MORIOKA, Japan | Japanese Prime Minister Naoto Kan on Thursday joined French President Nicolas Sarkozy in calling for independent experts to help set tougher international safety standards for nuclear energy.
In a joint press conference after their meeting in Tokyo, the leaders of two of the world's largest nuclear power producers said safety issues will top the agenda at the Group of Eight summit in late May at Deauville, a French resort city.
Mr. Kan said Mr. Sarkozy, who chairs the G8 this year, had asked him to open the summit by speaking about Japan's post-tsunami nuclear crisis.
"Our country's experience of this nuclear accident is very painful," Mr. Kan told reporters. "But to prevent a recurrence of this kind of thing, I believe that we are obliged to share this experience accurately with countries all over the world."
Mr. Sarkozy said the problem with nuclear energy is that "there are no global common rules."
"We need to improve safety standards, not discuss whether we should choose to stop introducing nuclear energy," the French president said.
Mr. Sarkozy defended the need for nuclear energy as alternative energies continue to develop, but Mr. Kan said earlier on Thursday that Japan will revisit plans to build 14 reactors by 2030.
France operates 58 nuclear reactors, which produce about 80 percent of its electricity. Japan runs 55 reactors, which create about 30 percent of its electric power.
A magnitude 9.0 earthquake near Japan on March 11 caused a massive tsunami that swamped Fukushima's nuclear reactors.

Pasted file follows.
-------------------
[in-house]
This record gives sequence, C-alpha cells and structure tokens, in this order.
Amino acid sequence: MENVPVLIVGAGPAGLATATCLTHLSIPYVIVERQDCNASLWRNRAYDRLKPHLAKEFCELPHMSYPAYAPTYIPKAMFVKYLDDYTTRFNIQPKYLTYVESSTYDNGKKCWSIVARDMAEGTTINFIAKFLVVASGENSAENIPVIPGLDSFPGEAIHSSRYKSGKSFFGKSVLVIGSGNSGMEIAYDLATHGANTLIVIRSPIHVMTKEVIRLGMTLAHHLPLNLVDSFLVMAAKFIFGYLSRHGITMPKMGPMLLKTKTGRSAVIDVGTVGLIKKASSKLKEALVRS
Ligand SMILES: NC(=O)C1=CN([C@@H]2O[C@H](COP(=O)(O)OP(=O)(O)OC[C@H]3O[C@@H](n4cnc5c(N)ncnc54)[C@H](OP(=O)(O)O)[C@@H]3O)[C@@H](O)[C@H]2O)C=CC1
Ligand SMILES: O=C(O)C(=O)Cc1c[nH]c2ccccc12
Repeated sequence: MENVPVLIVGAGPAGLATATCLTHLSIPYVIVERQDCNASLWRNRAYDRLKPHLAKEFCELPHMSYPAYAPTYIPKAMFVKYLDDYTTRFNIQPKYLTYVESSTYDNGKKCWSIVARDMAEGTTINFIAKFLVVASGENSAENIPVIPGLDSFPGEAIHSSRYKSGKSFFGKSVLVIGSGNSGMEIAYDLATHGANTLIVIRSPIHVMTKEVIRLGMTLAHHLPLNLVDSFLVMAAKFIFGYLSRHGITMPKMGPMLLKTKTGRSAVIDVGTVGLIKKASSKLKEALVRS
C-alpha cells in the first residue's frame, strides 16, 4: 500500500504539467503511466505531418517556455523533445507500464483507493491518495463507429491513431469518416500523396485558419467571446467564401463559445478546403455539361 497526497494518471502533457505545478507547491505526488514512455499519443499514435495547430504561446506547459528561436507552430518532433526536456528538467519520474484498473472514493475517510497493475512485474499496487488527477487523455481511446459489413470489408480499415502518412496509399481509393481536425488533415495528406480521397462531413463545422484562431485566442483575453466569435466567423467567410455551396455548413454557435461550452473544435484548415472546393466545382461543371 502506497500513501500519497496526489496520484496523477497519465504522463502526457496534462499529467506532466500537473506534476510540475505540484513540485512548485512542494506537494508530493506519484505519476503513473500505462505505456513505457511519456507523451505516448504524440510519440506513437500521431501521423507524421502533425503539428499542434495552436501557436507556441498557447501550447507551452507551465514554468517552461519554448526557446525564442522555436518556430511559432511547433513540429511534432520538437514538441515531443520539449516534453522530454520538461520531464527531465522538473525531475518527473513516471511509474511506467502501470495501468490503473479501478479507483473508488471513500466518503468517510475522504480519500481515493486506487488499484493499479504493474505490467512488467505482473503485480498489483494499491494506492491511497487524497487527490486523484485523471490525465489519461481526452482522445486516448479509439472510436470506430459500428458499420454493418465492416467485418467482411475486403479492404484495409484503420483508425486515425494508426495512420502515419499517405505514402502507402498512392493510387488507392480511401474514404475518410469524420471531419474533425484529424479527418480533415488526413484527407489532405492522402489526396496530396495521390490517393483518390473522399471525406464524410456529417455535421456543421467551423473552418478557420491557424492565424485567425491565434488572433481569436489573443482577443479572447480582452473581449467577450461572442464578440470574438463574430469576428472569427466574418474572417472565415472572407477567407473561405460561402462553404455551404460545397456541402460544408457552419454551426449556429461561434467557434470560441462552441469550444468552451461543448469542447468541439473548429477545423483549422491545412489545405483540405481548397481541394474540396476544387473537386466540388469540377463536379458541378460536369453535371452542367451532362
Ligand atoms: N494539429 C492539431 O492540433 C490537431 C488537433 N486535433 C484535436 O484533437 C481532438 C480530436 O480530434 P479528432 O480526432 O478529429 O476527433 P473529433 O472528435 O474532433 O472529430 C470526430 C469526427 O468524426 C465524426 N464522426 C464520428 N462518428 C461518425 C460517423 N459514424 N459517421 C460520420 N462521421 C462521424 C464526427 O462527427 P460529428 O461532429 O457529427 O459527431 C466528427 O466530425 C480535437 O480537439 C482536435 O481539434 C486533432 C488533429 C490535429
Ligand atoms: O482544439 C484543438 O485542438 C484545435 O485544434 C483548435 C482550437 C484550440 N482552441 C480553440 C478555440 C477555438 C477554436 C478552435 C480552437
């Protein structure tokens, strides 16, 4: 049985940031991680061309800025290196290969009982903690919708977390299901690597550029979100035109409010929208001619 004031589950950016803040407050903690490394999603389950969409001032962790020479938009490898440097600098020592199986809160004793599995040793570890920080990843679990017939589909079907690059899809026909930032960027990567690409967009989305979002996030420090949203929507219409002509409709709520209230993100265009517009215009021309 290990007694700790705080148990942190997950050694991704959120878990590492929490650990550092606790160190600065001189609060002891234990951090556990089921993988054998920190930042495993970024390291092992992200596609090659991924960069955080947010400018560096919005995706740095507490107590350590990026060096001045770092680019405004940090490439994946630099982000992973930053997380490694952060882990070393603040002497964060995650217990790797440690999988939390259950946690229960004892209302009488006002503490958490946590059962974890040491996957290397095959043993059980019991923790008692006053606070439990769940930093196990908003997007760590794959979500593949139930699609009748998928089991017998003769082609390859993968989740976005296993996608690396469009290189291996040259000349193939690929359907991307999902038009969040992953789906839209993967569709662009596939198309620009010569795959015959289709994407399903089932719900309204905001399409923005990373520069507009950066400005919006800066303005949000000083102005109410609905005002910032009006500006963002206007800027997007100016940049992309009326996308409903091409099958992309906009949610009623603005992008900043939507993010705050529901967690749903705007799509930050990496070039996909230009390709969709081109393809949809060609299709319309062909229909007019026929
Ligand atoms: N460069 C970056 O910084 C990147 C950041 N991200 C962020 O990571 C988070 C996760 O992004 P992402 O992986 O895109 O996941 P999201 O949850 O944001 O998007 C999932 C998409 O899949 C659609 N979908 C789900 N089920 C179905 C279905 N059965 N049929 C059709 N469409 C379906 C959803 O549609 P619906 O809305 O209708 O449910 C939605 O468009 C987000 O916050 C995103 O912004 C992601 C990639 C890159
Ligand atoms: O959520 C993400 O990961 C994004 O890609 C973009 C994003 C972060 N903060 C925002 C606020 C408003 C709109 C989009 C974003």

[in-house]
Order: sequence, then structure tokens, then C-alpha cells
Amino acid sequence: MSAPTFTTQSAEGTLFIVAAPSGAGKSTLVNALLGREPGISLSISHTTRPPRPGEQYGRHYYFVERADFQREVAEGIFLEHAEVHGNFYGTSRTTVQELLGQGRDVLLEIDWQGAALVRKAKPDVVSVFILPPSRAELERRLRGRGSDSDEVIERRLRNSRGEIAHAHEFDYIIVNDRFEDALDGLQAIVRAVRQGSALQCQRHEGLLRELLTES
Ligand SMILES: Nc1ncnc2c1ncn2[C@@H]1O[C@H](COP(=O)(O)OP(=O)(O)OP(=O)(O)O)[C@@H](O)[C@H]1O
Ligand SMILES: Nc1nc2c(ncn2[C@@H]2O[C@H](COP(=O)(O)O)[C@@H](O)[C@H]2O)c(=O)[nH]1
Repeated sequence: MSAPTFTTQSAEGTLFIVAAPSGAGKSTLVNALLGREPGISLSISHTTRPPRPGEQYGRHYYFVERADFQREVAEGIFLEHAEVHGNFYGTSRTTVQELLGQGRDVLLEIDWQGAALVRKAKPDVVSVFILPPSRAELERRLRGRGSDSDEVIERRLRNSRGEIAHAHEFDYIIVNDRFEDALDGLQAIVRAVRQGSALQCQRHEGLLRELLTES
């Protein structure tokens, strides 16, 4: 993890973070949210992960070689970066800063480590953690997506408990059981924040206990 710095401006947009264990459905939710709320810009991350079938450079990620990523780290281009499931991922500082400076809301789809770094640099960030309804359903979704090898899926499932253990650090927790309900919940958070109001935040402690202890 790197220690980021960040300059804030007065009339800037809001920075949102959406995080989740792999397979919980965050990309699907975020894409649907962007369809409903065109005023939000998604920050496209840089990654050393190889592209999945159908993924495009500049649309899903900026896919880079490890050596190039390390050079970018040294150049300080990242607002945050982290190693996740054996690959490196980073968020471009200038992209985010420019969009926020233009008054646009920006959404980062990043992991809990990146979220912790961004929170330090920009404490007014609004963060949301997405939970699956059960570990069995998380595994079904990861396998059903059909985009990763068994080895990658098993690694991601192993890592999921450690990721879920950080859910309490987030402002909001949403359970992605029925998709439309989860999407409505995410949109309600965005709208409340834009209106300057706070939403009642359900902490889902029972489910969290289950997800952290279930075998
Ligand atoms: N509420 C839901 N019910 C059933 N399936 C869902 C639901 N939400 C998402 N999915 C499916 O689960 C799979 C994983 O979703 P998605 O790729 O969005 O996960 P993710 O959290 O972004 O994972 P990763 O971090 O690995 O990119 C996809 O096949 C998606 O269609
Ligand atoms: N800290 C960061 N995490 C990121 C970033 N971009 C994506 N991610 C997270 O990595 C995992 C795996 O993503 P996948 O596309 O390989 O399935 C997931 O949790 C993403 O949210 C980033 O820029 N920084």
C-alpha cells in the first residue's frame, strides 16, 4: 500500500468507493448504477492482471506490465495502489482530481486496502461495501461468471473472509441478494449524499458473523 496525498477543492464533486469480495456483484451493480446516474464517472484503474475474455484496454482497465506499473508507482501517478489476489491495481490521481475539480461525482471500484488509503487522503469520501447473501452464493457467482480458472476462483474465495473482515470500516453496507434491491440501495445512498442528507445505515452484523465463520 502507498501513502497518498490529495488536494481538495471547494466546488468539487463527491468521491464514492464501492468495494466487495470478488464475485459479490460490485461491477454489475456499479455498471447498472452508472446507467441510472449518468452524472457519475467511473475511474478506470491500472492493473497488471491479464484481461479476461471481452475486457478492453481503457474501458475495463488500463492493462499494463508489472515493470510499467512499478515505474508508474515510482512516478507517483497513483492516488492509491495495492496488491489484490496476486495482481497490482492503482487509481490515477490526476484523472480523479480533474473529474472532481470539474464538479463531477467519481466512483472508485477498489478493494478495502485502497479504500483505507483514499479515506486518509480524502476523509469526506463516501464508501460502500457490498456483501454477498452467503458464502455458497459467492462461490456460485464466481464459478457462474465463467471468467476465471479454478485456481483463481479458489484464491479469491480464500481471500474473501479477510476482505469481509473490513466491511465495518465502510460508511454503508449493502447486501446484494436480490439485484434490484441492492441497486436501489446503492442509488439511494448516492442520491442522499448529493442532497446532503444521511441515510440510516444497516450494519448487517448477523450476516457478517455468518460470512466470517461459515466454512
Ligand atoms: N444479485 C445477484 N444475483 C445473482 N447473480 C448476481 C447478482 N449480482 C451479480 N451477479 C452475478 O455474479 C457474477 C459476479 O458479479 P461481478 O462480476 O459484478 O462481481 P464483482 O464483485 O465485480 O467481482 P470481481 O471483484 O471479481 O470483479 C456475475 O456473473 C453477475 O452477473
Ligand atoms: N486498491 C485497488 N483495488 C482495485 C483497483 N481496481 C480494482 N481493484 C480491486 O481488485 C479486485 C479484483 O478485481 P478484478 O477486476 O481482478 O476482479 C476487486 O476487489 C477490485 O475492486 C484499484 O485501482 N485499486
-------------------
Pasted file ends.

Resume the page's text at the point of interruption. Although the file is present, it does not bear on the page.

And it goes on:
Hosting the first foreign leader to visit Japan since the tsunami, Mr. Kan made his strongest calls yet for increased international assistance, such as robots and technical experts, to help control the Fukushima power plant, which Japanese nuclear safety officials say is leaking radiation into the ocean.
"The amount of water is enormous, and we need any wisdom available," said nuclear safety agency spokesman Hidehiko Nishiyama.
On Thursday, Japanese scientists said they found levels of radioactive iodine 4,400 times the legal limit in the Pacific Ocean near Fukushima's damaged reactors.
Tokyo Electric Power Co. also reported late Thursday that "extremely high" radiation levels 10,000 times the safe limit were detected in groundwater about 45 feet below Fukushima's No. 1 reactor, but the radiation didn't threaten drinking water.
Earlier Thursday, the International Atomic Energy Agency (IAEA) said radiation in the village of Iitate, about 25 miles northwest of the nuclear plant, was high enough to require the evacuation of residents.
However, the government reiterated that it has no plans to extend the 12-mile evacuation zone around the plant.
Chief Cabinet Secretary Yukio Edano said officials might consider expanding the evacuation zone if the high levels of radiation persist.
"If a person is exposed to the radiation levels exceeding the IAEA criteria for a long time, it might affect their health because radioactive substances could accumulate in the body," Mr. Edano said. "If that is the case, we need to consider evacuating residents from the area."